If you have a home, chances are you have a driveway. (Okay, we really didn’t work too hard on that one, keep reading).
Driveways can often become cracked and sunken. This is a result of the soil underneath those concrete driveway slabs in Alabama, Kentucky, Indiana and Tennessee.
As the soil softens during rain or moisture, the weight of the concrete could cause the slab to sink. When the soil dries out, it shrinks and might not be able to support the concrete slab. Finally, sometimes the way the home-builder compacted the soil in the first place might cause it to easily wash away – leaving an empty void under the concrete.
All of these issues can be solved by our company injecting an environmentally safe foam called PolyLevel under the concrete to help support it and bring it level with the rest of your driveway.
There are other processes that purport to raise and fix your concrete slabs, like mud-jacking, but that will leave large holes in your driveway from drilling and isn’t a permanent solution.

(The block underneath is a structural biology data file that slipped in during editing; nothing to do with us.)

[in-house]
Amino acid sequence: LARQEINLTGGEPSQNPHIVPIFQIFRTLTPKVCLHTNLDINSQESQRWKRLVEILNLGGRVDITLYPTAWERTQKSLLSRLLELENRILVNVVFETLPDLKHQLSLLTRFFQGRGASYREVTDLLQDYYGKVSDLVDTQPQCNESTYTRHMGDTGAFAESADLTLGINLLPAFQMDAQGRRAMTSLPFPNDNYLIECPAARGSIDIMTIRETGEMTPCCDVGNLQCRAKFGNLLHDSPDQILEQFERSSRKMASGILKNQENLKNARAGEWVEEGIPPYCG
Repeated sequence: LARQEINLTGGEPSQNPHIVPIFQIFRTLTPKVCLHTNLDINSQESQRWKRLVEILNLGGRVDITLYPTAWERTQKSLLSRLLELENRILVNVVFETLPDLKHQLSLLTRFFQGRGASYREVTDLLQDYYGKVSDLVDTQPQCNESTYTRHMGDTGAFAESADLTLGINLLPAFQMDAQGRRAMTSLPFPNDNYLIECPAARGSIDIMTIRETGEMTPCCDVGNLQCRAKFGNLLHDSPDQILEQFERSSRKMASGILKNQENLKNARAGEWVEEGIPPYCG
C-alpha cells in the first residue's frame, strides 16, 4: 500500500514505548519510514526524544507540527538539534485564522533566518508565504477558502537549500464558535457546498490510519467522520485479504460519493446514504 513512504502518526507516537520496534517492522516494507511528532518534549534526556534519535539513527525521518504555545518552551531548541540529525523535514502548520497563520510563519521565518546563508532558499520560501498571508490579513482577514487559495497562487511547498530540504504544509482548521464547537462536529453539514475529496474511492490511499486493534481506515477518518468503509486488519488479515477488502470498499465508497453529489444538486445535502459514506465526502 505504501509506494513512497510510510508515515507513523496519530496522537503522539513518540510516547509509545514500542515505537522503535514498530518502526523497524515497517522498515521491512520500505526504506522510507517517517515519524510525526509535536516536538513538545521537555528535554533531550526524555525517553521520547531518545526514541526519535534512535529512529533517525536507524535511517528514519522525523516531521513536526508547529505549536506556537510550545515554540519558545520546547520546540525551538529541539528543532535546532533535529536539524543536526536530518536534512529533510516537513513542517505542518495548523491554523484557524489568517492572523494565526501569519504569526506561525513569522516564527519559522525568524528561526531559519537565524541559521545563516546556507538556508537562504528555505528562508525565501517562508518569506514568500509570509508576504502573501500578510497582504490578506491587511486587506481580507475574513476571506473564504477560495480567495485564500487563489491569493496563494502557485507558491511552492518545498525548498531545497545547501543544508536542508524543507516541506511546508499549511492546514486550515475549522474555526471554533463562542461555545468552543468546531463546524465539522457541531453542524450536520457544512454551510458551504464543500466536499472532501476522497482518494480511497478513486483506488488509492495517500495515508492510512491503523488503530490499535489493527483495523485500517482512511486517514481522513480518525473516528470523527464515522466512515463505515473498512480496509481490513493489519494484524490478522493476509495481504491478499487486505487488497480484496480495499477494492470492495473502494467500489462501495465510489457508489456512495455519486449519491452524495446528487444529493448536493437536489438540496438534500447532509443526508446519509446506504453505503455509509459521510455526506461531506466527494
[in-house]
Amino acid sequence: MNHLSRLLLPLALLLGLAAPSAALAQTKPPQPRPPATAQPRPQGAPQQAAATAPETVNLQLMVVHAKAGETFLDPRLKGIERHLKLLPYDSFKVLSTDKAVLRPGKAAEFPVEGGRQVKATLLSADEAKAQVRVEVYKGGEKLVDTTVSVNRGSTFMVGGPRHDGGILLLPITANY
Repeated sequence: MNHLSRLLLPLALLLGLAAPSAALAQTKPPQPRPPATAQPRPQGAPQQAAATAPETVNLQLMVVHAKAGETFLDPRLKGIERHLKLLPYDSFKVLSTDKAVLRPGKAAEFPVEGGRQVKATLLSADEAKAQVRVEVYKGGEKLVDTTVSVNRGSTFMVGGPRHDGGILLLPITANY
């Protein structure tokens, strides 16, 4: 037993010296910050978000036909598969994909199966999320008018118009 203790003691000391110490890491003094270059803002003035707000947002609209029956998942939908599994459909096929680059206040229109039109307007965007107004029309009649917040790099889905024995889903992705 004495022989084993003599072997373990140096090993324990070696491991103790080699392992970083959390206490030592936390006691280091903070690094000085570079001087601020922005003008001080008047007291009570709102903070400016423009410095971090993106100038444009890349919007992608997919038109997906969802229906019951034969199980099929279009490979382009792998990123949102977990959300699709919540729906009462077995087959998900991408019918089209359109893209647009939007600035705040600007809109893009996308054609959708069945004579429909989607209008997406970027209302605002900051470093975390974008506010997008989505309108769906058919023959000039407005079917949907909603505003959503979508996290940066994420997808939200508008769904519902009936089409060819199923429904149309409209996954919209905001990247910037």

We get it, its not everyday you try to decide how you’re going to fix your concrete driveway. You might be tempted to just rip the driveway out and re-pour it altogether. This is a costly option and inconvenient. Click here to find out how much it costs to install a new concrete sidewalk, using the Concrete Sidewalk Cost Calculator.
When you pour new concrete, it will take several days for the concrete to cure. This means you can’t use your driveway during that time. Instead of parking in your garage, you’ll be forced to park in the street or on your lawn, depending on what’s available to you.
After repairing concrete, when can you use your driveway again? If you want a less expensive and more sustainable option for your driveway, injecting PolyLevel under your driveway by professionals is the best bet. The foam quickly raises the concrete and hardens, meaning you can drive a vehicle on your driveway within 30 minutes.
Read our company’s online reviews; then give us a call to find out more about lifting and leveling your concrete driveway in Alabama, Kentucky, Indiana and Tennessee.